Home & Garden

Durable Finishes For our multi-function homes

Lifescape
By Janet Armstrong,
Certified Interior Designer, CAPS

In the past, many of us have considered our homes simply a place to rest, relax, dine, and perhaps a place to
entertain friends and family. Our home has always been synonymous with safety and security. But this thinking
has taken on a whole new meaning over the past number of months. Not only are our homes safe havens in
which to rest, relax and dine — but they are now offices, board rooms, classrooms, fitness clubs and/or cottages.
Even with the need for this additional functionality, you still desire spaces that are beautiful, comfortable
and functional. Of course, spending more time in our homes means more wear and tear so finishes and
materials that are durable as well as easy and/or low maintenance are a must! From paint to flooring to counter
finishes, there are products available that make cleaning and maintenance less time intensive yet are key to
creating beautiful spaces.

Paint

The walls in some areas of a home are subject to a lot of wear and tear and require frequent wiping down
or washing — especially those in kitchens, bathrooms, hallways and entry ways. You want a paint that will
stand up to the frequent washing requirements that these spaces and surfaces demand.
So, what is the difference between washable and scrubbable paint finishes? Washable paint enables
everyday marks to be wiped away with a damp cloth or a light detergent with little effort. If you ‘scrub’ too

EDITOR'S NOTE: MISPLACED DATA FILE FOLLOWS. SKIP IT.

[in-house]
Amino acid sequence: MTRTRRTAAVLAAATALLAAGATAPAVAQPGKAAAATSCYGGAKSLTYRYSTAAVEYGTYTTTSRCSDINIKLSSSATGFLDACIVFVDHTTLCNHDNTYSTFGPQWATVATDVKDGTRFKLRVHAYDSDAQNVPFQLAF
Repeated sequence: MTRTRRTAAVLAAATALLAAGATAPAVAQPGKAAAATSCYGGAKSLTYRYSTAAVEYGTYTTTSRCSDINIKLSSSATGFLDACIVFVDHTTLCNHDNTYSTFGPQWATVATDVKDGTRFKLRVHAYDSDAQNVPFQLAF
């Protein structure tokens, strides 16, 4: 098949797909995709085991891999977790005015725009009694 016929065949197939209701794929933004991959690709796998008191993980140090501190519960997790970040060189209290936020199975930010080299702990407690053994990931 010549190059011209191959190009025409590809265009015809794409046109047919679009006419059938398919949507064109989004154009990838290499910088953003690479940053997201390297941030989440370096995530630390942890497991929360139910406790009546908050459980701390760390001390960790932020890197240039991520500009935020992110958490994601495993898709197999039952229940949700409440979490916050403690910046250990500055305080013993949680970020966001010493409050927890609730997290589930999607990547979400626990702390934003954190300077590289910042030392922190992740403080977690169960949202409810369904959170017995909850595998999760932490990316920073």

much you can wear through the finish, making the surface blemished and the sheen inconsistent on the wall,
requiring touch-ups or a complete repaint. Scrubbable paint, as the name suggests, is more durable and can
withstand more scrubbing — although it does not mean that every stain can be removed.
When updating the various spaces in your home, consider the amount of traffic the room gets, as well as
its function. Typically, entry ways, hallways and trims, doors and baseboards require a scrubbable finish so you
can keep them looking fresh. For kitchens and bathrooms, a washable finish is durable enough to meet the
demands of these rooms and can be easily wiped down.

Counter materials

There has been a trend in recent years to the use of natural stone for counters. While these are uniquely beautiful and create focal points for kitchens, bathrooms or walls, natural stone is high maintenance and actually quite fragile. The good news is there are a number of alternatives available in a variety of colours and patterns that closely resemble stone but are more durable and lower maintenance. Consider the use of one of the following durable, low maintenance products when updating your kitchen or bathrooms.

Quartz

Quartz counters are fabricated by combining approximately 95 per cent ground quartz with polymer resins. The advantages of this product include: doesn’t require sealing; broad range of colours and patterns; non-porous so bacteria resistant; durable; and low maintenance.

Solid surface